Responsible Realization of Nanotechnology's Full Potential
The ability to image, measure, model, and manipulate matter on the nanoscale—on the order of a billionth of a meter—is leading to new materials, technologies, and applications across many fields including medicine, information technology, aerospace, energy, and transportation. Advances in nanotechnology are already driving economic growth and addressing a broad range of national challenges.
The realization of nanotechnology’s full potential will require continued research and flexible, science-based approaches to regulation that protect public health and the environment while promoting economic growth, innovation, competitiveness, exports, and job creation.
In furtherance of those goals, the White House Emerging Technologies Interagency Policy Coordination Committee (ETIPC) has developed a set of principles specific to the regulation and oversight of applications of nanotechnology, to guide the development and implementation of policies at the agency level.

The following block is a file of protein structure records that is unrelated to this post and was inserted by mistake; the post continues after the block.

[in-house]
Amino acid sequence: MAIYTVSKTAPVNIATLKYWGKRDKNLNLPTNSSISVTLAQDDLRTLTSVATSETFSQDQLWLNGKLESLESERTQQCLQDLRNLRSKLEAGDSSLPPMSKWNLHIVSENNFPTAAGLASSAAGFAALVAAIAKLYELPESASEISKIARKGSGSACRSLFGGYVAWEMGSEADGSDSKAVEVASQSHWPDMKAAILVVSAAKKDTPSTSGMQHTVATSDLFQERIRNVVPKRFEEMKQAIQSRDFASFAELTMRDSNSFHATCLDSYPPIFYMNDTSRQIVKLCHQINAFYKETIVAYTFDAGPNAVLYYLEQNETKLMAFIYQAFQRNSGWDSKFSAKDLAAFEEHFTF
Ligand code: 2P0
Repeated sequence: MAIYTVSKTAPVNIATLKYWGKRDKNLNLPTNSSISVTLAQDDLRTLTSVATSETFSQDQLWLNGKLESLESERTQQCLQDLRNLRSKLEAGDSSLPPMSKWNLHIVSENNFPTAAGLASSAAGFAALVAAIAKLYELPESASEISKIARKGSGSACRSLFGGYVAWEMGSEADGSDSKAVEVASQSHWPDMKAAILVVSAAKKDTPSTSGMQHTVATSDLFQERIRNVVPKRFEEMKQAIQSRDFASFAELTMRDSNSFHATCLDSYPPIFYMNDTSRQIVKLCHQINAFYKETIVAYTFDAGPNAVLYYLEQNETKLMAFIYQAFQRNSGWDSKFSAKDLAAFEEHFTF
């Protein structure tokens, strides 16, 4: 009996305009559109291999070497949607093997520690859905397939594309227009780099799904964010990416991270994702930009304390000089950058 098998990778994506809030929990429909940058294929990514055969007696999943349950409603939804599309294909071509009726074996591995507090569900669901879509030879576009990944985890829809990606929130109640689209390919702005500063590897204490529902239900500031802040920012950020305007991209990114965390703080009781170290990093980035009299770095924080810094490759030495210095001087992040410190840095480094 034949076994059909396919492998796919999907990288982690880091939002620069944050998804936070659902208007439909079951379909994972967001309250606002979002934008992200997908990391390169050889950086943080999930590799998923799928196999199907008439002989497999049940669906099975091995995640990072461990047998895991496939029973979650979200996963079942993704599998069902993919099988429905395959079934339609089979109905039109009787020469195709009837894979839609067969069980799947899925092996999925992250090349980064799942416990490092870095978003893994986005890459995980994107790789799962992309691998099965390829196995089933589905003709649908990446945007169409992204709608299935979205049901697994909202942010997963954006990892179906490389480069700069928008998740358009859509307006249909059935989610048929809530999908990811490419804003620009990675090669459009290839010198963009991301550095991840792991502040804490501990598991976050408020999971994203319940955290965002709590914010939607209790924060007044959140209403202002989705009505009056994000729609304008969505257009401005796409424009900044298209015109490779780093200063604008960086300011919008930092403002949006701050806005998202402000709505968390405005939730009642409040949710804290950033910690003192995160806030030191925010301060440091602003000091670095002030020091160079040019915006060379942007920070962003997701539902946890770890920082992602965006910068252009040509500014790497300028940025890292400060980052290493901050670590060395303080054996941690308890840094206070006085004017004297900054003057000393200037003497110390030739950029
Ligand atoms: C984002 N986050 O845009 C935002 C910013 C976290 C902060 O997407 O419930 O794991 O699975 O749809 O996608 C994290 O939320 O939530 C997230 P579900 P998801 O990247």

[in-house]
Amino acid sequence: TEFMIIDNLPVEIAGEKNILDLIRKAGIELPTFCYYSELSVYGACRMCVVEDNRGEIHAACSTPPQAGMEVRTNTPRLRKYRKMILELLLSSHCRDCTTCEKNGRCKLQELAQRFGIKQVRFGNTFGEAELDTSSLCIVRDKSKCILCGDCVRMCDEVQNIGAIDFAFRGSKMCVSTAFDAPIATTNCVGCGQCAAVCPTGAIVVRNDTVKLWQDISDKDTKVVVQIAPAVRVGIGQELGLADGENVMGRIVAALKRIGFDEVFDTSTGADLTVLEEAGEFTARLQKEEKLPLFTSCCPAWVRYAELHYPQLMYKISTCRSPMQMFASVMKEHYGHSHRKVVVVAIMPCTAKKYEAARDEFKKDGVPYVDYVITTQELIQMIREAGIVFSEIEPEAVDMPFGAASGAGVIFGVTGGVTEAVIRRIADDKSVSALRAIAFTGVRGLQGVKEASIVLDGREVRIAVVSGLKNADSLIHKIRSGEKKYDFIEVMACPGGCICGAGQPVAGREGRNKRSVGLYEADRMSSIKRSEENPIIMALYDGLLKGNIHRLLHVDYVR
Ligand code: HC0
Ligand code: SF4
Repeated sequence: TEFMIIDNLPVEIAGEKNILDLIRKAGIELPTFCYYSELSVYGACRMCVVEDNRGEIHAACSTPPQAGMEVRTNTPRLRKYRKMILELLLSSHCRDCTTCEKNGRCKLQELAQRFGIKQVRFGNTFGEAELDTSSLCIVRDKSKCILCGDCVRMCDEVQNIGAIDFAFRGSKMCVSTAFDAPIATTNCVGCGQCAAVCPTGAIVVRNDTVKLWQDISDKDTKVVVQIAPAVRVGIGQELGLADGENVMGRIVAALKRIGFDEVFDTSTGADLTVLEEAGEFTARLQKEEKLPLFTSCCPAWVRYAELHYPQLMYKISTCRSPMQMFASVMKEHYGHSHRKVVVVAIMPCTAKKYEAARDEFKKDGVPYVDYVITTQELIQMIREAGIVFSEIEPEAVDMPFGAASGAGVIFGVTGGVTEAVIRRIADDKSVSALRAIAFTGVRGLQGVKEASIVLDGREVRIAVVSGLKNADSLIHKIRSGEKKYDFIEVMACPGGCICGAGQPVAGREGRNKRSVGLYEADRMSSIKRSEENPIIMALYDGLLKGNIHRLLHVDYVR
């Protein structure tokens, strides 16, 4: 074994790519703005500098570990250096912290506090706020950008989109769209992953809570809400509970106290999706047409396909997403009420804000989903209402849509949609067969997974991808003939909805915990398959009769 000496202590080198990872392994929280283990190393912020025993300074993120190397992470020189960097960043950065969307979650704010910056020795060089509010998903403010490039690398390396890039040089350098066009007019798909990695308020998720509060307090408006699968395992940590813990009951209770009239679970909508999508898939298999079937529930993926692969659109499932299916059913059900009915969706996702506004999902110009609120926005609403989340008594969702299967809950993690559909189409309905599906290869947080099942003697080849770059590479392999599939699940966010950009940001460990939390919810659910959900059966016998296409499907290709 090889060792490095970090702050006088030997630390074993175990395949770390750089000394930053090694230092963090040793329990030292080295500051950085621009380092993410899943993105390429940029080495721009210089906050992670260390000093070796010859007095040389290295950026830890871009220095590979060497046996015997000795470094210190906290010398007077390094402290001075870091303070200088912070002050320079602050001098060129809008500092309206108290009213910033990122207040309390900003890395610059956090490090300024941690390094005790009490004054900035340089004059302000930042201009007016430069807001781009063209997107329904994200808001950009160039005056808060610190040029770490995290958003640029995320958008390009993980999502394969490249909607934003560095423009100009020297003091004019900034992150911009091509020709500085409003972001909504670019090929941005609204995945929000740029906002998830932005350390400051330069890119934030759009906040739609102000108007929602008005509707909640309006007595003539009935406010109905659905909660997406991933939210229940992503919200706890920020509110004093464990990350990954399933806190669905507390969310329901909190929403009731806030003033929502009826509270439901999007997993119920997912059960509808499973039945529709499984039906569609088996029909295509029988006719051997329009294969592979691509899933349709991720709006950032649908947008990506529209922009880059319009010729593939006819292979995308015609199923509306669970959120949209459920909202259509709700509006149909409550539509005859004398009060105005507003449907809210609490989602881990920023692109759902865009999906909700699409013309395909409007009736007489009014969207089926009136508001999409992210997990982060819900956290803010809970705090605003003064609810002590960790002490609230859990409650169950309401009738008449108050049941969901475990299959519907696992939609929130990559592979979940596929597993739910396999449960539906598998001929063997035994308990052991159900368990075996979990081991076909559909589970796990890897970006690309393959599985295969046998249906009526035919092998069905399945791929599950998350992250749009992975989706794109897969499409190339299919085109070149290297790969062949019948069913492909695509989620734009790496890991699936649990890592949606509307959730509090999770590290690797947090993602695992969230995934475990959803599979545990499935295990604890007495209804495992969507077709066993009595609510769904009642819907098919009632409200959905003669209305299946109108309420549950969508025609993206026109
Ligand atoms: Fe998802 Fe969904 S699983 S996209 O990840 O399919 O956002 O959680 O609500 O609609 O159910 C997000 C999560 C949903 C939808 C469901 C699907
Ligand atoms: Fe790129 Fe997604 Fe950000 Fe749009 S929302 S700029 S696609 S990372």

These principles reinforce a set of overarching principles for the regulation and oversight of emerging technologies released on March 11, 2011. They also reflect recommendations from a report on nanotechnology by the President's Council of Advisors on Science and Technology. The report encourages Federal support for the commercialization of nanotech products and calls for the development of rational, science- and risk-based regulatory approaches that would be based on the full array of a material’s properties and their plausible risks and not simply on the basis of size alone.
Among the goals of all of these documents is the achievement of consistent approaches across different emerging technologies and to ensure the protection of public health and the environment while avoiding unjustifiably inhibiting innovation, stigmatizing new technologies, or creating trade barriers.
Tom Kalil is Deputy Director for Policy at the White House Office of Science and Technology Policy
[Editor's Note: Also today both the EPA and the FDA released documents inviting public comments on approaches those agencies are considering taking to oversee nanomaterials in certain products they regulate.]
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